Why go there if you’re just going to pucker?

“The great thing is that there is a small ski place there where you can walk to the chair lift. It has a whopping 250-foot vertical drop. But to be able to park your plane and shoulder your skis to the lift is pretty cool.” To make it even more mouthwatering year-round, there’s a golf course besides the ski hill.

Telluride, Colorado (TEX), at 9,070 feet the highest commercial airport in North America (Lake County Airport/Leadville, Colorado is the highest at 9,927 feet), used to be tough, Airline Pilot adds, though around two years ago they filled in the trough in the middle of 7,111-long, 100-foot-wide Runway 09/27. Before that it reminded him of landing at a farm where the runway drops away from you at the same rate you descend, until the touchdown point where it turns uphill. “The sunken middle of the airport is where you stood at the FBO and looked west for obstacles,” he says, “but you didn’t realize that the horizon you were scanning was sloped upwards, giving the appearance of an obstruction-free departure. I haven’t been there since they ‘fixed’ it.”

A New Jersey CFI Who Sounds Like Tony Soprano

The coolest airport that Archetypical New Jersey CFI has been to: New Jersey’s Sky Acres (44N).  The runway has this huge hump in it–it’s an uphill takeoff or landing no matter which way you’re going.  If you were sitting on the numbers, ready for takeoff, you wouldn’t be able to see the other side of the runway.  The taxiways take you thru wooded areas from which you can’t see anything. And yet he has a sound reason for going: “There’s a wonderful restaurant there,” he says. “They’ve got some of the most amazing food.”

Tenzing-Hillary Airport
Tenzing-Hillary Airport in the Himalayas.

As a special bonus:

A U.S. Air Force Pilot Flying Twin-Engine Transports in Afghanistan

There’s one he remembers in Nepal: Tenzing-Hillary Airport (LUA), named after the first two guys to summit Everest, whose single 1,500-foot long, 65-foot wide runway 6/24 can only be reached by helicopter or small STOL airplanes. High terrain (the Himalayas) blocks the end of Runway 6, so that’s designated only for landings, while the end of Runway 24 drops off considerably—about 2,000 feet—so it’s the one used takeoffs. That’s the most dangerous airport. He certainly knows which can be labeled Coolest.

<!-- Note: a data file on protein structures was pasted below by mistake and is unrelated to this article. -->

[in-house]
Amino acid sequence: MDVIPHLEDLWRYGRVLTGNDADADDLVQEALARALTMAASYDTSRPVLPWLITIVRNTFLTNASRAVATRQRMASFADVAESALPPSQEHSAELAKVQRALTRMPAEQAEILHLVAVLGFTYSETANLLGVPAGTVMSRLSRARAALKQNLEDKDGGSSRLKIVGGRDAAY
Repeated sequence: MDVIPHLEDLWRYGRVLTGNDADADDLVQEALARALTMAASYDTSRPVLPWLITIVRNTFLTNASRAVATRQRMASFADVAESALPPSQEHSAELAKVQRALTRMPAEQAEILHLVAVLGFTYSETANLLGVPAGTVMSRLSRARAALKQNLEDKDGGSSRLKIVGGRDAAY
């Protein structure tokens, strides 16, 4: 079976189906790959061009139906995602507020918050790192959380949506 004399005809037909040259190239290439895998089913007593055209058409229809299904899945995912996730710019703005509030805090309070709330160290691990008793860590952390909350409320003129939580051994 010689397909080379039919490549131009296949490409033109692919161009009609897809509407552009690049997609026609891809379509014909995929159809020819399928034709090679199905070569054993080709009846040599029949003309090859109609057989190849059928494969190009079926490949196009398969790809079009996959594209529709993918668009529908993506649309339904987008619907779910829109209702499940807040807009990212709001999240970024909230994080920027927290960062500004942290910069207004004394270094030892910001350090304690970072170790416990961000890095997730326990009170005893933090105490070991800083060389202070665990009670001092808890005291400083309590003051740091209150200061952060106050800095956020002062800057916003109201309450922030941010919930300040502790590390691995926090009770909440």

Feysabad.

Designation ACC, Feysabad Airport is in northern Afghanistan, near China, “In the most beautiful little valley surrounded by mountains in all directions,” the Lieutenant Colonel says wistfully. It’s also an old Soviet pierced metal strip 6,049 by 110 feet that’s supposed to run 18/36 or thereabouts, but as with so many Soviet products it’s crooked like a banana. And the banana analogy doesn’t end there. “When it’s wet, it’s like landing on banana peels,” he says. And so the Feysabad Banana is the one landing strip with the most character.

If you think you have an airport that’s more challenging, has more character, has you sitting up straighter, that makes the most difficult carrier landing look like amateur hour, let us know here.

37 Comments